New project to potentially extend meat shelf-life and reduce food waste
Campden BRI is looking for partners to help with new research that aims to revise established standards in order to improve the sustainability of red meat products. It could save producers and retailers millions of pounds in wasted food by updating specifications to reflect current meat production.
Campden BRI microbiologist Greg Jones, who is leading the project, said:
“Our new project will investigate whether existing standards for assessing shelf-life are in line with today’s production practices for red meats. When it comes to shelf-life, red meat products are renowned for being highly-perishable. Yet it’s quite possible that, due to advancements in the meat industry, current rejection thresholds for levels of microorganisms are set using standards that may not consider modern production methods, leading to significant food waste and cost. We’ll be undertaking microbiological and sensory testing to see if we can set more realistic standards, making this food more sustainable and potentially increasing shelf-life without compromising product safety.”
The scientists are looking for raw red meat producers, and retailers, to work with them on the project so that they can undertake investigations and analyses on a comprehensive range of products.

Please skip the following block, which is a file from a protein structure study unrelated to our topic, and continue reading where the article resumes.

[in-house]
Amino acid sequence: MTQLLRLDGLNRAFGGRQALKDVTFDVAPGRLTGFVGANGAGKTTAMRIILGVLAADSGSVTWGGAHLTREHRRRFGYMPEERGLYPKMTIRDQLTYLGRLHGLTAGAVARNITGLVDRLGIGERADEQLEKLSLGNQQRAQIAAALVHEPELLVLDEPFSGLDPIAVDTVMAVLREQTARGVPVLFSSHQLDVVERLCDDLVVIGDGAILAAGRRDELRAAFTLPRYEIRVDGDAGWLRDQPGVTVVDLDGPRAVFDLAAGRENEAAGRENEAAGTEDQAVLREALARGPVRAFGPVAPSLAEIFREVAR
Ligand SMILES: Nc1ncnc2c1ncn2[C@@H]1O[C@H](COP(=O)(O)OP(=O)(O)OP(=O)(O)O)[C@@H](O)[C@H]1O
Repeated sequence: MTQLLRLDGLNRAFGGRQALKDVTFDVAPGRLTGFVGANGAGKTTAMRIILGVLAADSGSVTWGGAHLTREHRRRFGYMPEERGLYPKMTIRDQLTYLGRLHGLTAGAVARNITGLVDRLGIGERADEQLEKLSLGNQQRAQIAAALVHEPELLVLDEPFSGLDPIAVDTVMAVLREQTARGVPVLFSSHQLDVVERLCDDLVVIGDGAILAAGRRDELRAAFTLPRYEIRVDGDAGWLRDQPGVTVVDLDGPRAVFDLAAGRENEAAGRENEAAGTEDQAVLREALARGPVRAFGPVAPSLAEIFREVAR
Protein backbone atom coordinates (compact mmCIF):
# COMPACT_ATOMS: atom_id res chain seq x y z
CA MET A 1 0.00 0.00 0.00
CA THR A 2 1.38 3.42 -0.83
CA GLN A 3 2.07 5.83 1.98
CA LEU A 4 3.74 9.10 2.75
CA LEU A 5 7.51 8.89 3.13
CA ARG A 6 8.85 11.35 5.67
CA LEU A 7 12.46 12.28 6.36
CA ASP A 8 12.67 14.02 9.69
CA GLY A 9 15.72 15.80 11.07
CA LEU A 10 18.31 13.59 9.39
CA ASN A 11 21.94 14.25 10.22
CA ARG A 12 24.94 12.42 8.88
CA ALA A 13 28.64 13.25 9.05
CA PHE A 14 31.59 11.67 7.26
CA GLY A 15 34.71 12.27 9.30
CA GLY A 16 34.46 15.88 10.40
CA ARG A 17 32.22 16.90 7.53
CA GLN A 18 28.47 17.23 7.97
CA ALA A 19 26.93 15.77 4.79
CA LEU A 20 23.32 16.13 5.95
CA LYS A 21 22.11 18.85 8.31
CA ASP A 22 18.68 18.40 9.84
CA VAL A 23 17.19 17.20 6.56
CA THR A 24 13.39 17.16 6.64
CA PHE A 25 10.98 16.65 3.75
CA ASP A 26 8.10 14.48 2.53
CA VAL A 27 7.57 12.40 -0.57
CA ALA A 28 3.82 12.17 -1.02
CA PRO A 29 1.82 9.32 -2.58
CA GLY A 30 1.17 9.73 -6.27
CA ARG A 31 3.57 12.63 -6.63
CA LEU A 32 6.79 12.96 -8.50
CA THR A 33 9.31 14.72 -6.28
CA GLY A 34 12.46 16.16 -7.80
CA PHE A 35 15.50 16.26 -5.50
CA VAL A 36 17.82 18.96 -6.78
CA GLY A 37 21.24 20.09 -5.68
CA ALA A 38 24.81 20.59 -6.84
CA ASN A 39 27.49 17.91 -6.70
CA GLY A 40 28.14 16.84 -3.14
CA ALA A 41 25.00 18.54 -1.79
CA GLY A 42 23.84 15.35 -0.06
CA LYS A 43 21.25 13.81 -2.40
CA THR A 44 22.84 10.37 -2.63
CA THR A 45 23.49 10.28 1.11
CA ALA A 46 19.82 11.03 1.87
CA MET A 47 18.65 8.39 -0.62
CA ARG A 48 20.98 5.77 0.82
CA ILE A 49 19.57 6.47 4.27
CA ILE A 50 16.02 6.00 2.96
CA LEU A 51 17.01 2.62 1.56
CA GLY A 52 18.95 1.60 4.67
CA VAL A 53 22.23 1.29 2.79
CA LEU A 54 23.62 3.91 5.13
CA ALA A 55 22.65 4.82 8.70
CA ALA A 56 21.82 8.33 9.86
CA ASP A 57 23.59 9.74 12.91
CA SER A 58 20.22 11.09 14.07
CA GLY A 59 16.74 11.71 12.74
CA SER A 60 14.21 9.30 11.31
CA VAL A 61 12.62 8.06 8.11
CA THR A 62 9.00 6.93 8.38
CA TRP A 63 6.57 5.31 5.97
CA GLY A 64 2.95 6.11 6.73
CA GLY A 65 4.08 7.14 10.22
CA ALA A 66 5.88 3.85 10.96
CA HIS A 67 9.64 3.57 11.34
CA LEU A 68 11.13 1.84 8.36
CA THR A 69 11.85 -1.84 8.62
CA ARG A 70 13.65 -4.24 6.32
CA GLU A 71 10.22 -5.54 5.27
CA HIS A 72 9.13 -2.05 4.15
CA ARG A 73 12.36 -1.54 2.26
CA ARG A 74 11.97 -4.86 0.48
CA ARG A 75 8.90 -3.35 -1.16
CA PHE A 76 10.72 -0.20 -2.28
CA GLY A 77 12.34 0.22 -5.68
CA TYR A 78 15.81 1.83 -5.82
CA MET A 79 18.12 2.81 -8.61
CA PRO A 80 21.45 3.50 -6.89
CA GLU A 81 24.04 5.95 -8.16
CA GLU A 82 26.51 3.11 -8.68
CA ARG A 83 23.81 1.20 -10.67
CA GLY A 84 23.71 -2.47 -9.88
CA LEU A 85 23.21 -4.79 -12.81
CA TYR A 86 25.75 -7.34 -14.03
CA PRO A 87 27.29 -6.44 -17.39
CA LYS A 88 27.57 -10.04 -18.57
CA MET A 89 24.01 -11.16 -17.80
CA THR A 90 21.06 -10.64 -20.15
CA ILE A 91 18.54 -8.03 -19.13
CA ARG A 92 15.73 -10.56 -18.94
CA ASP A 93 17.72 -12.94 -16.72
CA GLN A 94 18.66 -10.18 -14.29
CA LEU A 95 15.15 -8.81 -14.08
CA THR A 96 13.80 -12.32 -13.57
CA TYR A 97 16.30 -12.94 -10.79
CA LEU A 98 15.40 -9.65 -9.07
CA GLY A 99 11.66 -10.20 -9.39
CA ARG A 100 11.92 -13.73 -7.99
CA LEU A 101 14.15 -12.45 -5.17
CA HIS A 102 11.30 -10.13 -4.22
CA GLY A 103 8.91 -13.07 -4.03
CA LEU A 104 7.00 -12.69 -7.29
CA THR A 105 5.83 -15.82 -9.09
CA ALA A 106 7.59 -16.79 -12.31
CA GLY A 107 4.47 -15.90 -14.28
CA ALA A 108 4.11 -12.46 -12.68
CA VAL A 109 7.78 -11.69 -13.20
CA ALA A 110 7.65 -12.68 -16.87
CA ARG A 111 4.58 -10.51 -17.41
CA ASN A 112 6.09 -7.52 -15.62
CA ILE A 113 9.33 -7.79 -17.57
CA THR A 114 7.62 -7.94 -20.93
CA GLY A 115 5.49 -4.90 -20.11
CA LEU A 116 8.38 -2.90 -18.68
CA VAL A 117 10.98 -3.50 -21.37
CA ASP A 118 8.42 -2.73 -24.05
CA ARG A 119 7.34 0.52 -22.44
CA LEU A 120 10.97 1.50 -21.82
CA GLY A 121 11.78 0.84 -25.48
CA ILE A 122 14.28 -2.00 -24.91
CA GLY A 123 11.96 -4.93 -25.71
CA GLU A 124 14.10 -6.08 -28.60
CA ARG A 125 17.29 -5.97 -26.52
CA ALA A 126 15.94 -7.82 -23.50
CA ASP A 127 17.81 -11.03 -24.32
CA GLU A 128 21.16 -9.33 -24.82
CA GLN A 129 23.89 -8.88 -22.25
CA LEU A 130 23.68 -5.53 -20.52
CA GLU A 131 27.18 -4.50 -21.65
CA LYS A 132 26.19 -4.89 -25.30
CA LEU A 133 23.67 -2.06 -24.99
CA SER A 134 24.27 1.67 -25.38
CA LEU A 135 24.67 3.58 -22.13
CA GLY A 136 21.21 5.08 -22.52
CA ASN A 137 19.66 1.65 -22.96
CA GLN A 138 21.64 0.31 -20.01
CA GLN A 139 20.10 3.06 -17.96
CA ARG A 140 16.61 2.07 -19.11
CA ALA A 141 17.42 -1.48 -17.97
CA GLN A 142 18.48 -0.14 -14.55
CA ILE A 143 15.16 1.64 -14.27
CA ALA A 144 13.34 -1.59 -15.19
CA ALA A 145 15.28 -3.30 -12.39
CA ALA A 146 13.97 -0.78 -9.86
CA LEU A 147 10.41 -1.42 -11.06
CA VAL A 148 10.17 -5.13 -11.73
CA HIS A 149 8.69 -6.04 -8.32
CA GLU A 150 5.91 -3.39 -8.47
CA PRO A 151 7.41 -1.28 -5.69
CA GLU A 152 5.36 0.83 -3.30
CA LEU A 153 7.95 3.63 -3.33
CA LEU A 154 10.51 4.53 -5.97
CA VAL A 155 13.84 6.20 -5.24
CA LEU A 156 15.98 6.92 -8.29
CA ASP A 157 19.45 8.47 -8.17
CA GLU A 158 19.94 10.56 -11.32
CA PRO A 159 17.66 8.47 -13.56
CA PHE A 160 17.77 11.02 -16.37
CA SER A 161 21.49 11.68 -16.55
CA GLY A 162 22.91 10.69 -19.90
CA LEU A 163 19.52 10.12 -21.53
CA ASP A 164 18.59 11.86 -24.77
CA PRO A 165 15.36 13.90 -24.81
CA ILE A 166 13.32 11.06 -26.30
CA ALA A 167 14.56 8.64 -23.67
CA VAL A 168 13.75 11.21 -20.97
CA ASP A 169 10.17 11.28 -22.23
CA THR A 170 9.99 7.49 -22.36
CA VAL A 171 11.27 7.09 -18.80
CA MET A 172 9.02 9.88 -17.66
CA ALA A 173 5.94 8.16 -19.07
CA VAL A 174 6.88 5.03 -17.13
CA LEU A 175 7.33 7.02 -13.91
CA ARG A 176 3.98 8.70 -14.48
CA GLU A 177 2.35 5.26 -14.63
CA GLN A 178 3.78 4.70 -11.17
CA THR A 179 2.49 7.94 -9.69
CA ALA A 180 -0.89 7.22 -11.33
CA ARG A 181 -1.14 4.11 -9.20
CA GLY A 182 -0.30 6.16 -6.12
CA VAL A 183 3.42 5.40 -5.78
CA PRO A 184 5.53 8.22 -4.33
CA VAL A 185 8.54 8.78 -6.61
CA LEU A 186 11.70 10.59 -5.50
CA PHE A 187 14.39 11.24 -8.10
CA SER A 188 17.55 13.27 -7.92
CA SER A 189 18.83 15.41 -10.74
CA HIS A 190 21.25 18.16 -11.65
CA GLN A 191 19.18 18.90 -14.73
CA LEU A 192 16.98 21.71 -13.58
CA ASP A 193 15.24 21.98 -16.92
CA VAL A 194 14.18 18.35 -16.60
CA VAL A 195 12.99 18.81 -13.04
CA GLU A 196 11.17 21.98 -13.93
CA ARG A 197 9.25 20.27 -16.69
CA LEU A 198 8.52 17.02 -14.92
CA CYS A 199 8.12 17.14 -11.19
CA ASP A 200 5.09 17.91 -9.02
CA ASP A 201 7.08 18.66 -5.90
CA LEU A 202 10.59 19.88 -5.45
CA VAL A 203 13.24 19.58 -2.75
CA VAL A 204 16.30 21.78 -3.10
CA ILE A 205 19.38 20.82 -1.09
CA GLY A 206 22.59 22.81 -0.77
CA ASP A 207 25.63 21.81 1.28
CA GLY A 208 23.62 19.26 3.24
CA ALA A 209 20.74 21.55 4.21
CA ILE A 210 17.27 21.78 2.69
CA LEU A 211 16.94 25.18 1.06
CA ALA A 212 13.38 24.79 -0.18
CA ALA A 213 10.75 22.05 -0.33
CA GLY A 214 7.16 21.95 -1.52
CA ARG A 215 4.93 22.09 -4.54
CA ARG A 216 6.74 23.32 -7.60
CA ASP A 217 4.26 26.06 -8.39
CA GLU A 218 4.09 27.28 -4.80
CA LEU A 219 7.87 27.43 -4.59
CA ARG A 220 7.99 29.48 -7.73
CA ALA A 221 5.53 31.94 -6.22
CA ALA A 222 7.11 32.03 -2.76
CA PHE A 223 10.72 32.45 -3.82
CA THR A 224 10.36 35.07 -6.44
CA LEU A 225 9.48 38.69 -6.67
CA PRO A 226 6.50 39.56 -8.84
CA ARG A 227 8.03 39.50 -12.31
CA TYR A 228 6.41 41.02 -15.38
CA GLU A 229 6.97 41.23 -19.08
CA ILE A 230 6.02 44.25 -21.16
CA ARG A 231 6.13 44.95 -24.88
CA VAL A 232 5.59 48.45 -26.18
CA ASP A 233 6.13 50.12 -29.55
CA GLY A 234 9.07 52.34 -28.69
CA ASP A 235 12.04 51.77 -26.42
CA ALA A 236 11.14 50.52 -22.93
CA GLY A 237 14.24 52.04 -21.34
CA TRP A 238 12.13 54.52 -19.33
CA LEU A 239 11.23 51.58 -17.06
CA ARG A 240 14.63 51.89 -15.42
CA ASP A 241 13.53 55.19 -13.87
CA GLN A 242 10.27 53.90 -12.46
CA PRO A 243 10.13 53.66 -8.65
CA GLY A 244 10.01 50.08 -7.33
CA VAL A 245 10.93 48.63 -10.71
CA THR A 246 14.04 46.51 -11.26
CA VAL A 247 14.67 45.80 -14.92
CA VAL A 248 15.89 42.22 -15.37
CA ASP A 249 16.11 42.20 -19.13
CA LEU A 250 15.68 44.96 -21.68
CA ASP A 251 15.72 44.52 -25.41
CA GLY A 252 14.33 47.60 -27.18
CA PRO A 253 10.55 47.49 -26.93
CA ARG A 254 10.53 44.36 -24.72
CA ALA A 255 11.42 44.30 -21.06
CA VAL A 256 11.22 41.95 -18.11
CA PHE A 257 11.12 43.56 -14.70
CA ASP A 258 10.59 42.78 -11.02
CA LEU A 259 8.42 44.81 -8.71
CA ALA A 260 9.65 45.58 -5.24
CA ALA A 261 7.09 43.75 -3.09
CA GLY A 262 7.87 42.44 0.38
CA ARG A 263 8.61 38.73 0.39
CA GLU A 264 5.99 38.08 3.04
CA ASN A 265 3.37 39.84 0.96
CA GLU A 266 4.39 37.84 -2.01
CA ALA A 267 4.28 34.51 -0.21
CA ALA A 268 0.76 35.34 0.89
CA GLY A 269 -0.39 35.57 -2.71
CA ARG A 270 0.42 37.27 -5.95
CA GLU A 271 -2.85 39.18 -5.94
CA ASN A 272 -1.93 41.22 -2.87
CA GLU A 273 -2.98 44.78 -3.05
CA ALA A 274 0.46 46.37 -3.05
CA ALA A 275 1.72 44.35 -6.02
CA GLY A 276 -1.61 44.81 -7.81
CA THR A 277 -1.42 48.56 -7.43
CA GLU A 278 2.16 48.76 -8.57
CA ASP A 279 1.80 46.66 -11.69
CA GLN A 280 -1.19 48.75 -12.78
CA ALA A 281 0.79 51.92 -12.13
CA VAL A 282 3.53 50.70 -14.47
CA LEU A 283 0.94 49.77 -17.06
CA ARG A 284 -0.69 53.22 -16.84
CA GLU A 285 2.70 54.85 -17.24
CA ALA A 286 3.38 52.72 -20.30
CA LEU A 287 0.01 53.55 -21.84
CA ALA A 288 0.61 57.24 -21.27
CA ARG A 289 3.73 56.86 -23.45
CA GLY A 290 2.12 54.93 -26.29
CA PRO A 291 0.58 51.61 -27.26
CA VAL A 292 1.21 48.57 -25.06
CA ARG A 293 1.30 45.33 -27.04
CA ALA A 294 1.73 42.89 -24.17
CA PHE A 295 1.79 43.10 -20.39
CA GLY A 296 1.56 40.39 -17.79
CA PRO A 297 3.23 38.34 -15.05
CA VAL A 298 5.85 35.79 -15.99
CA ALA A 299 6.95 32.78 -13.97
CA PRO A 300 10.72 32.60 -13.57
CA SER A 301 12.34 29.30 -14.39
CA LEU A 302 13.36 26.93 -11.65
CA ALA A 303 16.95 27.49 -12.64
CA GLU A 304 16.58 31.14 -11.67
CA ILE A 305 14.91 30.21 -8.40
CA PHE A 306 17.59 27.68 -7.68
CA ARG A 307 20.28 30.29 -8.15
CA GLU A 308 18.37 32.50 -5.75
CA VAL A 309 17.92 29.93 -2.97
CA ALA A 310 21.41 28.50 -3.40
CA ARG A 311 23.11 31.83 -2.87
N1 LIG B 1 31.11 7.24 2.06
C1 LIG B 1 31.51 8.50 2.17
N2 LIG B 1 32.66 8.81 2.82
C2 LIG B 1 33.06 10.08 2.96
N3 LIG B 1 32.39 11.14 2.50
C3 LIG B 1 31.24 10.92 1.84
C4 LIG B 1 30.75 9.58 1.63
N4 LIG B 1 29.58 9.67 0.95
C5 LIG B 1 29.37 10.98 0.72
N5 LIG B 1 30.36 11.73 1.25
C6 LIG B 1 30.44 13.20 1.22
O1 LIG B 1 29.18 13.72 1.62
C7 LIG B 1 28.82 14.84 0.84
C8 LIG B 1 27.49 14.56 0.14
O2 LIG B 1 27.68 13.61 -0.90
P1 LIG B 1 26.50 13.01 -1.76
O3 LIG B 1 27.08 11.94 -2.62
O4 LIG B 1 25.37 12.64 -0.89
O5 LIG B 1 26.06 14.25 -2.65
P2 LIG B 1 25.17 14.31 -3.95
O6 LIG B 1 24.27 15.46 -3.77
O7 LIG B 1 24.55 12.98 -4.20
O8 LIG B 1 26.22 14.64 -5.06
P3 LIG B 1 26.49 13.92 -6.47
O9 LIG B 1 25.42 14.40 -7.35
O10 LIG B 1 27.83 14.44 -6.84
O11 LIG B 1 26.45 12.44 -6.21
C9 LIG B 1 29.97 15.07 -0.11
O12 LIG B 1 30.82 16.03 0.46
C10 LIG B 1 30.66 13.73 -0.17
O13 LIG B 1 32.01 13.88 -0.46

WRAP currently estimates that more than 380,000 tonnes of meat, worth £3 billion, is wasted in the UK each year from production through to the consumer - measuring more than 4 million tonnes in CO2 equivalents. Jones continued: “The climate impact of red meat is enormous. Wasting this product wastes the energy that went into its production, so extending its shelf-life by even a day or two could help offset its environmental impact quite considerably.”
Currently, the majority of retailers apply microbiological specifications, as indicators of quality, to the raw red meat products (including beef and lamb) that they source from their suppliers. Feedback from producers suggests that the upper limits in these specifications may not currently reflect the increased maturation that red meats currently receive. Limits can potentially be exceeded even at the very start of shelf-life, despite the food being safe and organoleptically acceptable.
“This suggests that the natural flora of red meat may already be at a higher level than that permitted by the specifications. If the evidence justifies a review of these specifications, by correlating sensory data with plate counts, the benefits to producers and retailers will be considerable, allowing safe food to be stored for a longer time. Consequently, it will also reduce environmental and financial impacts through reduced waste.”
The research will begin in April and run for a year. It will involve suppliers and retailers from across the red meat sector providing a range of products for testing. Any companies wanting to take part in the research should contact Greg Jones: